Deadlines - Rabbi Batsheva Appel Opening Ne'ilah 5777

October 12, 2016
Rabbi Batsheva Appel
Temple Emanu-El
Tucson, Arizona

You might remember a famous skit from Saturday Night Live that is now almost 30 years old. A man is sitting in an office and receiving a call, realizes that he missed a deadline and things are dire. He immediately finishes the project that is needed and goes to Einstein Express.  Their claim is that “Using a patented superconductor matrix, coupled with Einstein's theory of space-time continuum, we can transport any document or package up to ten pounds into the past.” The package is sent three days back into the past and the man’s job is saved. It ends with the tagline: “Einstein Express. When it absolutely, positively, has to be there the day before yesterday.”

Deadlines. As we begin the Ne’ilah service, we are facing the deadline of the end of Yom Kippur, the end of this 25 hours of repentance and atonement. There is just a little bit of time left to get our final prayers for the day in. As Rabbi Cohon noted last night, we cannot go back in time to redo this year, this month, this 10 days since Rosh Hashanah, or even to last night – the weight limit for Einstein Express is 10 pounds after all. We reach the service of Ne’ilah knowing that we are at the deadline.

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Erev Rosh Hashanah 5776 - Praise God & God Prays

September 13, 2015

Rabbi Batsheva Appel

Temple Emanu-El, Tucson Arizona

It was Erev Rosh Hashanah, in a small synagogue, in a small town, according to the Hasidic story. As the services proceeded, an illiterate shepherd entered the synagogue.  He was moved by the words and the music, but was unable to join with the congregation because he could not read and he had never learned the prayers. Out of desperation, out of a desire to become part of the congregation and connect with God, he took out the flute that was in his pocket, and began to play the music that he always played when he was tending the sheep. Immediately there was an uproar as many of the worshippers were outraged. Who was this? How dare he desecrate services on one of the holiest days of the year? People yelled at the shepherd to stop and there were calls for him to be thrown out immediately.  The rabbi ended the geschrei. He thanked the shepherd and explained why to the congregation, “As we were praying, I could feel our prayers being blocked from ascending to heaven. The shepherd’s prayer came from his heart and it was so pure that it helped our prayers ascend with his, straight to the Holy One.”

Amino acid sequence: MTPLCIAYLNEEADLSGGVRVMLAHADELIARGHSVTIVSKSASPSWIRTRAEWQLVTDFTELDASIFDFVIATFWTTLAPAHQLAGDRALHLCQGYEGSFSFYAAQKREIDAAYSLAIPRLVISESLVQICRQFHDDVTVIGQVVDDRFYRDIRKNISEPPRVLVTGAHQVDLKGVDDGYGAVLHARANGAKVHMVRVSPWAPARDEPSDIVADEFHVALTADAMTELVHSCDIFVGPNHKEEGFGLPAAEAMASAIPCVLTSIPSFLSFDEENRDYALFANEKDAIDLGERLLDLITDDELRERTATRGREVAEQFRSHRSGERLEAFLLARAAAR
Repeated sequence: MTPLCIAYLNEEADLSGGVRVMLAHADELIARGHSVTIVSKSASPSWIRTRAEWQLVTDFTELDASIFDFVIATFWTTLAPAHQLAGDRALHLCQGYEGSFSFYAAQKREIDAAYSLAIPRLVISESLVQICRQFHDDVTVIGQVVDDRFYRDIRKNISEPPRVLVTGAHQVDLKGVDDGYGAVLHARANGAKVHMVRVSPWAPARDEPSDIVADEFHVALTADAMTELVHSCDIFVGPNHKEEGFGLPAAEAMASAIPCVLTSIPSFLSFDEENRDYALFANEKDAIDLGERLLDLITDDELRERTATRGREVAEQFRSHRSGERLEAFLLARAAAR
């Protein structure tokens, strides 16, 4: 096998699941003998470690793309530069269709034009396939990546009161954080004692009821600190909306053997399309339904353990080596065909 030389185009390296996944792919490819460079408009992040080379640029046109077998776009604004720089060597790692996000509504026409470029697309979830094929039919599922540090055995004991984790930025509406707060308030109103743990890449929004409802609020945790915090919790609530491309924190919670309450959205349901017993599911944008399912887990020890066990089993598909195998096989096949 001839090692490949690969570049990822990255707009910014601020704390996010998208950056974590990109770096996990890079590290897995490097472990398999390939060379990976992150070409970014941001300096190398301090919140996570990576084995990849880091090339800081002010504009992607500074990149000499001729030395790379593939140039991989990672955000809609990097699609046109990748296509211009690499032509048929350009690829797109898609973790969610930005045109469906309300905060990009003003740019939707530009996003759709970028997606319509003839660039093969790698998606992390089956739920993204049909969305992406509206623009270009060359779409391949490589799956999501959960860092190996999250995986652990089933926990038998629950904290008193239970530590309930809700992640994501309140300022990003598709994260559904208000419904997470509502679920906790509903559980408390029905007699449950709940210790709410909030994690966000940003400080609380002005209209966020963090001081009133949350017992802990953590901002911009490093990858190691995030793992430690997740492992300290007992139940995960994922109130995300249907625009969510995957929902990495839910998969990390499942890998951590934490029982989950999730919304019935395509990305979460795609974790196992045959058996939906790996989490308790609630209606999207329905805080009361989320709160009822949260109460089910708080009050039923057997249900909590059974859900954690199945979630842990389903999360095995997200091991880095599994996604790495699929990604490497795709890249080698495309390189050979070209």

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Eikev 5773: No More Strangers

July 26, 2013

Cantorial Soloist Marjorie Hochberg, Temple Emanu-El, Tucson, AZ

I recently watched an HBO special starring African-American comedienne, Wanda Sykes. Among other comments she made about growing up black in a mostly white society, one was especially memorable to me. She said her mother would not let Wanda and her siblings dance in the car. Picture it: a great song comes on the radio. Wanda and her brothers and sister kids starting grooving to the beat. And their mother slams on the brakes. She would say, "There is no dancing in the car. Either we are driving or dancing, but not both." She would continue, "White people are watching you."